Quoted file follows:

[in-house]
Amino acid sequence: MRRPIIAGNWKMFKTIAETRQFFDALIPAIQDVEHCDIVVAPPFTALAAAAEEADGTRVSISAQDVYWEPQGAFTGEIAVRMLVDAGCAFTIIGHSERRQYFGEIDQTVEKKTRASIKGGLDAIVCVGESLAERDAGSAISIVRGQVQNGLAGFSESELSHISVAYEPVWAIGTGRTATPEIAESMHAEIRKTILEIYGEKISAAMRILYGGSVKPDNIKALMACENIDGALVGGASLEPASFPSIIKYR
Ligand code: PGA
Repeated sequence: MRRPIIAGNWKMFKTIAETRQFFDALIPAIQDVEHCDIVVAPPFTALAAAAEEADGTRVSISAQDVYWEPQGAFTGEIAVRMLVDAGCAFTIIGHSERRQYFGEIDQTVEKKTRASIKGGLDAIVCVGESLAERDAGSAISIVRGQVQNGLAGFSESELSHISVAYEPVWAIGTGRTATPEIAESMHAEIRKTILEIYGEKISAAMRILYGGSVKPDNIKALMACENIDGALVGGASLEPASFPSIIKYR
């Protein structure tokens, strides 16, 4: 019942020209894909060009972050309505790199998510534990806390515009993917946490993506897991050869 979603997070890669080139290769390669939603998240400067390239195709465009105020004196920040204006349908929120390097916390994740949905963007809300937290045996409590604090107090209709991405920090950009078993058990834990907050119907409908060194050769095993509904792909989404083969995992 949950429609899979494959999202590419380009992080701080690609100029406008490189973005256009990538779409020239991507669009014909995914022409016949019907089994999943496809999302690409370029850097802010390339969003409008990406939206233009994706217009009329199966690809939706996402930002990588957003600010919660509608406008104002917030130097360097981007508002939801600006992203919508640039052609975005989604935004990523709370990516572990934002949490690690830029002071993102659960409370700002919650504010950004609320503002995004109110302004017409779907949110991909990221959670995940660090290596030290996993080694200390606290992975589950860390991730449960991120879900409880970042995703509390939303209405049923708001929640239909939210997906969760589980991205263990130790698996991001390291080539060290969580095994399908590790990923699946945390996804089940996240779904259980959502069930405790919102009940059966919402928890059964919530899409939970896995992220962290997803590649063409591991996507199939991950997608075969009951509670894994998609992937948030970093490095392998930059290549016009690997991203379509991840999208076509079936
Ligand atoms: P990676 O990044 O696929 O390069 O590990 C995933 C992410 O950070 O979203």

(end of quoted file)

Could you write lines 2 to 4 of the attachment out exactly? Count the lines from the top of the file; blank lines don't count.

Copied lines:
Amino acid sequence: MRRPIIAGNWKMFKTIAETRQFFDALIPAIQDVEHCDIVVAPPFTALAAAAEEADGTRVSISAQDVYWEPQGAFTGEIAVRMLVDAGCAFTIIGHSERRQYFGEIDQTVEKKTRASIKGGLDAIVCVGESLAERDAGSAISIVRGQVQNGLAGFSESELSHISVAYEPVWAIGTGRTATPEIAESMHAEIRKTILEIYGEKISAAMRILYGGSVKPDNIKALMACENIDGALVGGASLEPASFPSIIKYR
Ligand code: PGA
Repeated sequence: MRRPIIAGNWKMFKTIAETRQFFDALIPAIQDVEHCDIVVAPPFTALAAAAEEADGTRVSISAQDVYWEPQGAFTGEIAVRMLVDAGCAFTIIGHSERRQYFGEIDQTVEKKTRASIKGGLDAIVCVGESLAERDAGSAISIVRGQVQNGLAGFSESELSHISVAYEPVWAIGTGRTATPEIAESMHAEIRKTILEIYGEKISAAMRILYGGSVKPDNIKALMACENIDGALVGGASLEPASFPSIIKYR